The Court of Appeal determined that, in the circumstances, the statutory trust created by the CLA met the test of a “true trust” under the law:
- Certainty of Intention – satisfied by the stated intention of the trust provisions of the CLA;
- Certainty of Subject Matter – satisfied by the choses in action arising out of the debts on the construction project; and
- Certainty of Object – satisfied by the express terms of the CLA (i.e., “for the benefit of subcontractors, etc.).
Significantly, the Court of Appeal held that the comingling of funds in the account did not invalidate the certainty of subject matter. Previously, such an argument had consistently resulted in trusts being invalidated where an account is used for more than trust funds.
The Court of Appeal’s reasoning on commingling of funds departed from recent trial-level decisions, relying on a previous Court of Appeal decision in GMAC Commercial Credit Corporation v TCT Logistics Inc. (“GMAC”), that had held that commingling will be fatal to the existence of a trust. The Court of Appeal distinguished GMAC on the basis that the statute at issue in GMAC did not create a trust but rather created an obligation to hold funds in trust. Where those obligations were not carried out, no trust could come into existence.
In the context of the statutory trust created by the CLA, the Court of Appeal stated that it is only when the commingling is accompanied by conversion and tracing becomes impossible that the required element of certainty of subject matter is lost. In other words, the normal rules of tracing will apply to determine whether a statutory trust can survive bankruptcy as a “true trust”.
For those in the construction industry, the Court of Appeal’s decision can only be viewed as positive. The Court of Appeal recognized the important protections that the trust provisions of the CLA give contractors and subcontractors and has confirmed that, where the three elements of a trust are established, trust funds will be preserved in the event of bankruptcy. Moreover, potential beneficiaries are empowered to trace such funds in a manner unlike the past.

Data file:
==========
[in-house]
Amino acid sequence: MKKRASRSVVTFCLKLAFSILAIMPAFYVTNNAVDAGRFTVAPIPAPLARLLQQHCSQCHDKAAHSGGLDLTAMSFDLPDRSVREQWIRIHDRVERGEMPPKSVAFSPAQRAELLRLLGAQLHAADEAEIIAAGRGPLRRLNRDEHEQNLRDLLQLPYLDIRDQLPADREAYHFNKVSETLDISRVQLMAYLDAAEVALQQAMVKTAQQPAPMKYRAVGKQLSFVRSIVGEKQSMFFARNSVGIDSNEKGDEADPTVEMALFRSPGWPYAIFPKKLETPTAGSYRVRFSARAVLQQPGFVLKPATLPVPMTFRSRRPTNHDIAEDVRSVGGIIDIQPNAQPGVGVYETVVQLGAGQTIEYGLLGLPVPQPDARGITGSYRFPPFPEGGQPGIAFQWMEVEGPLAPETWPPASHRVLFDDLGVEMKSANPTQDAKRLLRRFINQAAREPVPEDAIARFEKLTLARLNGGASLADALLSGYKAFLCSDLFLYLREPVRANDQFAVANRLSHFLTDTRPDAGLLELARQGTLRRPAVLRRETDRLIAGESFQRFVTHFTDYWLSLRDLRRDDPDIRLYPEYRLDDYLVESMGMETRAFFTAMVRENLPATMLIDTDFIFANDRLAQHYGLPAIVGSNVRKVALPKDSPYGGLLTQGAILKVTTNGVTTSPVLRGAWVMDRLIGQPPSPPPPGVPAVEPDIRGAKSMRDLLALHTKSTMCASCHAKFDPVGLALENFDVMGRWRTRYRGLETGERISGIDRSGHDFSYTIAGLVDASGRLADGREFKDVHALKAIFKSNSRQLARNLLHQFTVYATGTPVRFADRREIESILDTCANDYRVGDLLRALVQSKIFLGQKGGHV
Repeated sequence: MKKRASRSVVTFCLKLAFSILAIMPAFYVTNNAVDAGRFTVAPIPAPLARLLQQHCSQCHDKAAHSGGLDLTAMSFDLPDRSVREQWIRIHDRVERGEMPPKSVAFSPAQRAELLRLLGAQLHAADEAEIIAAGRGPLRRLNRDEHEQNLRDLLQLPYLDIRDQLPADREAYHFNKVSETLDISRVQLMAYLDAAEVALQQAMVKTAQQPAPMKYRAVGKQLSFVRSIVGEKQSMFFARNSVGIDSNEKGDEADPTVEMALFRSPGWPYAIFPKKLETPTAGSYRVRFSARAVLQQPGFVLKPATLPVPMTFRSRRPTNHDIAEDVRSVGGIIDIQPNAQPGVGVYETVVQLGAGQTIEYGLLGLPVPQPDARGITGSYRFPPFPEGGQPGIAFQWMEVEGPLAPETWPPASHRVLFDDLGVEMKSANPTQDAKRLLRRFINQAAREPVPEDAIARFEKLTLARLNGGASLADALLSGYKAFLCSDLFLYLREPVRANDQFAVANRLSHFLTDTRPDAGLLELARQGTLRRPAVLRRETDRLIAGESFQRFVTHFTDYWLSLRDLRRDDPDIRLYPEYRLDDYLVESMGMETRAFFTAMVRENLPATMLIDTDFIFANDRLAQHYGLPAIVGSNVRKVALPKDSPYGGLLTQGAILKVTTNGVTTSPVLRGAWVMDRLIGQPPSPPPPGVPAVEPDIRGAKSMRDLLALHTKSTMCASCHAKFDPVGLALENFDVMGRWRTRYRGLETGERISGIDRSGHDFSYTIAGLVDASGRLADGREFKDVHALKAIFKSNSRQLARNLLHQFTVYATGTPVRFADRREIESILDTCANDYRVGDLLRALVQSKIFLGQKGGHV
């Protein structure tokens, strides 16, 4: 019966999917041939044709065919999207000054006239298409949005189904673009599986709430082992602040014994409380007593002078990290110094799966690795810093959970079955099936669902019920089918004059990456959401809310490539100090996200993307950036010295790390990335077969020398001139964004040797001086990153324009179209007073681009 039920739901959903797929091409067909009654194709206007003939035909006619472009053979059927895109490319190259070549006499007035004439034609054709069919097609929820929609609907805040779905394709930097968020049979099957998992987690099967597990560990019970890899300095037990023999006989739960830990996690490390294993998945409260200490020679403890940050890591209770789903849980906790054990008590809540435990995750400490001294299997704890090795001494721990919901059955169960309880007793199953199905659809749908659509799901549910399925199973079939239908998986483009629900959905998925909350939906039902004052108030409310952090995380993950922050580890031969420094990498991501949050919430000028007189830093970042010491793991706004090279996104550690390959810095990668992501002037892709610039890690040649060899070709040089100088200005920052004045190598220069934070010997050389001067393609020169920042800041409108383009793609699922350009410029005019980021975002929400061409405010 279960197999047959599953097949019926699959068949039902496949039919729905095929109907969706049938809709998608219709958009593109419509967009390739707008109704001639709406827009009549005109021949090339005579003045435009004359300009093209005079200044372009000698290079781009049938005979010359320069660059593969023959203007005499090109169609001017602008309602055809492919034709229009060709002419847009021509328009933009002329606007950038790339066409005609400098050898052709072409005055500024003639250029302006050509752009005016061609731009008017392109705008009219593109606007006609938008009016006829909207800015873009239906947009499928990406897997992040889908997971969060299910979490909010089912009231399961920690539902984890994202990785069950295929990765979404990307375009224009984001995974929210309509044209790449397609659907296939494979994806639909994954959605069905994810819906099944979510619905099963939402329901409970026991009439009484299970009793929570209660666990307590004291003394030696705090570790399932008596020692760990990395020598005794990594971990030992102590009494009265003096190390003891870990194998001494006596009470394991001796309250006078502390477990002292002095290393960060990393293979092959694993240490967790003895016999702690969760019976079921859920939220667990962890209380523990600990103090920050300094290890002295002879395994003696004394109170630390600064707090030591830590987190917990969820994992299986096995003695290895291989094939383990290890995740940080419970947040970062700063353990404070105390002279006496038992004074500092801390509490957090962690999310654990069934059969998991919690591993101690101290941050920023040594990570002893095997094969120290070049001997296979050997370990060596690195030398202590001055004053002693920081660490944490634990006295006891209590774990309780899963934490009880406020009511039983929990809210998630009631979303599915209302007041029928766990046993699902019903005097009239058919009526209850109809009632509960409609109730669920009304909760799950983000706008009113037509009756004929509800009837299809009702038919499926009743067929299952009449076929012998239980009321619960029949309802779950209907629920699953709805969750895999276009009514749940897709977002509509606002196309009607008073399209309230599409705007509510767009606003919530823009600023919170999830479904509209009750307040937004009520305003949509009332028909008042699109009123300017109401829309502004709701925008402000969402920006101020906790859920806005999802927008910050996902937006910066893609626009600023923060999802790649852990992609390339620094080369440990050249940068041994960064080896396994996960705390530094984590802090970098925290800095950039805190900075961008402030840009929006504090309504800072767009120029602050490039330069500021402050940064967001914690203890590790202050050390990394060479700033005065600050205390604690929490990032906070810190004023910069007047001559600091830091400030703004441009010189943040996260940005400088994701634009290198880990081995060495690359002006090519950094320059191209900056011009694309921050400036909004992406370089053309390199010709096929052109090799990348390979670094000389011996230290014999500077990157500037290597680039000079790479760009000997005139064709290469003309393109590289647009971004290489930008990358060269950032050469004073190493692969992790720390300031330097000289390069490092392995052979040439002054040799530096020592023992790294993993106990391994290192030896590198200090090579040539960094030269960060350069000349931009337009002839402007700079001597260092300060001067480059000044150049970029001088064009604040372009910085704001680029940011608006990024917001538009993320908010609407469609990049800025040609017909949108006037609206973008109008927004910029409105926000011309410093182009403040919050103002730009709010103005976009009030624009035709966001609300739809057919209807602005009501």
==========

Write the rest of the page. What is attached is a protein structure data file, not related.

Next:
For those practitioners in the bankruptcy world, the traditional “processing” of claims in construction cases just became more nuanced. More than ever, the facts of how a construction project is administered and how funds are collected are critical. Not only will this impact creditors and the potential beneficiaries of possible CLA trusts, but so too will it impact trustees and receivers, who must now be alive to the fact that potential personal liability may exist should trust funds not be managed properly. It will be critical to seek advice and directions of the Court where uncertainty exists.
This decision is squarely limited to statutory trusts established under the CLA. However, it is not a stretch to imagine similar arguments in the context of other provincial statutes or, should the provincial government wish, a redrafting of certain legislation to fit other statutory trusts within the Court of Appeal’s reasoning. Still, the decision does not mean that any such statutory trust exists in bankruptcy. It means that such statutory trusts may exist. It will fall on the stakeholders and their professionals, in both the construction and bankruptcy world, to determine precisely where those worlds intersect.